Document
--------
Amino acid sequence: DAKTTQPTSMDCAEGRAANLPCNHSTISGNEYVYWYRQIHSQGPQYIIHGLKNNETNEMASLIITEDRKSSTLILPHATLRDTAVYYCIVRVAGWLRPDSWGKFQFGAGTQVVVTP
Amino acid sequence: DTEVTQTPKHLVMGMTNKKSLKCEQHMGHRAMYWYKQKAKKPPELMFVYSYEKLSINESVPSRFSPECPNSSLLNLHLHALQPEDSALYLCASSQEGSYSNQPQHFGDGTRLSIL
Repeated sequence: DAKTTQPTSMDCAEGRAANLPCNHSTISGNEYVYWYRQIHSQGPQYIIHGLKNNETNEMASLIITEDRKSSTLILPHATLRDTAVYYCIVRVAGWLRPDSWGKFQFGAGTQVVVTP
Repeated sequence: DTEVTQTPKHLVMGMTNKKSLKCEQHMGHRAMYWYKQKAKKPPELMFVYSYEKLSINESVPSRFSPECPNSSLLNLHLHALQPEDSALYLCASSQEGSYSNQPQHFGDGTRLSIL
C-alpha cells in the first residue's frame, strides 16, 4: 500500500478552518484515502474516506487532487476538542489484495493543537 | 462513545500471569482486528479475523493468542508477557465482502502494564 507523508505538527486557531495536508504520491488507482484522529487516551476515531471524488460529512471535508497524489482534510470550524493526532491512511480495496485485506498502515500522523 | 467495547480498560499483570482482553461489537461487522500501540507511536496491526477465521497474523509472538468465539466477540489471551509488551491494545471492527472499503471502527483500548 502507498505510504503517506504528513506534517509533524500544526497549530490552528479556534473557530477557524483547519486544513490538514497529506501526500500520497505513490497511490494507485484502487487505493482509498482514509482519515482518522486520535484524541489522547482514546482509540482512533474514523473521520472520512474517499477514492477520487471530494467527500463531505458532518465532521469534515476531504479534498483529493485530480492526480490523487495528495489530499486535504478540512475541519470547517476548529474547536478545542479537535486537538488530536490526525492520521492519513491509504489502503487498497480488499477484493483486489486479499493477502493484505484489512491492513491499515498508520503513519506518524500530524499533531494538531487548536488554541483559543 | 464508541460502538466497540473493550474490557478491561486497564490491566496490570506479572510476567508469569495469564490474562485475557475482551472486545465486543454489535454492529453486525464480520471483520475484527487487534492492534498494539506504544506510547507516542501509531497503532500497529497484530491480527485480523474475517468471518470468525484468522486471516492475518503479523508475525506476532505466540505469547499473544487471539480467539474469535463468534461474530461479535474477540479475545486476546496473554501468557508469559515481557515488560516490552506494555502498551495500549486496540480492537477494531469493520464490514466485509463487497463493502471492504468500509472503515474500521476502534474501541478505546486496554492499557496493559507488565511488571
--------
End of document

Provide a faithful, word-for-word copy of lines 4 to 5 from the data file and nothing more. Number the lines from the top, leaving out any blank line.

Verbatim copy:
Repeated sequence: DTEVTQTPKHLVMGMTNKKSLKCEQHMGHRAMYWYKQKAKKPPELMFVYSYEKLSINESVPSRFSPECPNSSLLNLHLHALQPEDSALYLCASSQEGSYSNQPQHFGDGTRLSIL
C-alpha cells in the first residue's frame, strides 16, 4: 500500500478552518484515502474516506487532487476538542489484495493543537 | 462513545500471569482486528479475523493468542508477557465482502502494564 507523508505538527486557531495536508504520491488507482484522529487516551476515531471524488460529512471535508497524489482534510470550524493526532491512511480495496485485506498502515500522523 | 467495547480498560499483570482482553461489537461487522500501540507511536496491526477465521497474523509472538468465539466477540489471551509488551491494545471492527472499503471502527483500548 502507498505510504503517506504528513506534517509533524500544526497549530490552528479556534473557530477557524483547519486544513490538514497529506501526500500520497505513490497511490494507485484502487487505493482509498482514509482519515482518522486520535484524541489522547482514546482509540482512533474514523473521520472520512474517499477514492477520487471530494467527500463531505458532518465532521469534515476531504479534498483529493485530480492526480490523487495528495489530499486535504478540512475541519470547517476548529474547536478545542479537535486537538488530536490526525492520521492519513491509504489502503487498497480488499477484493483486489486479499493477502493484505484489512491492513491499515498508520503513519506518524500530524499533531494538531487548536488554541483559543 | 464508541460502538466497540473493550474490557478491561486497564490491566496490570506479572510476567508469569495469564490474562485475557475482551472486545465486543454489535454492529453486525464480520471483520475484527487487534492492534498494539506504544506510547507516542501509531497503532500497529497484530491480527485480523474475517468471518470468525484468522486471516492475518503479523508475525506476532505466540505469547499473544487471539480467539474469535463468534461474530461479535474477540479475545486476546496473554501468557508469559515481557515488560516490552506494555502498551495500549486496540480492537477494531469493520464490514466485509463487497463493502471492504468500509472503515474500521476502534474501541478505546486496554492499557496493559507488565511488571